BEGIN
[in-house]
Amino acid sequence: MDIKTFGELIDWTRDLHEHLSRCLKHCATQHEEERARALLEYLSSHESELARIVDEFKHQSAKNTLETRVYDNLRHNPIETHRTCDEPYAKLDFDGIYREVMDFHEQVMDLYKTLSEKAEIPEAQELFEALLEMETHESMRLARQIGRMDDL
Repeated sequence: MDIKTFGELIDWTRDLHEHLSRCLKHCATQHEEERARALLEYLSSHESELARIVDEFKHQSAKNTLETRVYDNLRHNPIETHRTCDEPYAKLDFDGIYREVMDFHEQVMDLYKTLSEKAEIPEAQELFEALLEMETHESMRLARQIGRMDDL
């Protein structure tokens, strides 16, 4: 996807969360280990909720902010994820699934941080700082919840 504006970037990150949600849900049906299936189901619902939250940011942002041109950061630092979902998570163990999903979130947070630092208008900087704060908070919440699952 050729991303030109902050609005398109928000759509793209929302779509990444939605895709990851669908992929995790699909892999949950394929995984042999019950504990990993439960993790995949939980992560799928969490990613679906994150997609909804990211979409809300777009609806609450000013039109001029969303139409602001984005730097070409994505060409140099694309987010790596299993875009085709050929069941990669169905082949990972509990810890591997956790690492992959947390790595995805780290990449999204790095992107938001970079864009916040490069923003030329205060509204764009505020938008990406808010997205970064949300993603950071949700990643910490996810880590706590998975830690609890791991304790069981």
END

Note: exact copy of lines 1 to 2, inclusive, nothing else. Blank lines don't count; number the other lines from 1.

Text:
[in-house]
Amino acid sequence: MDIKTFGELIDWTRDLHEHLSRCLKHCATQHEEERARALLEYLSSHESELARIVDEFKHQSAKNTLETRVYDNLRHNPIETHRTCDEPYAKLDFDGIYREVMDFHEQVMDLYKTLSEKAEIPEAQELFEALLEMETHESMRLARQIGRMDDL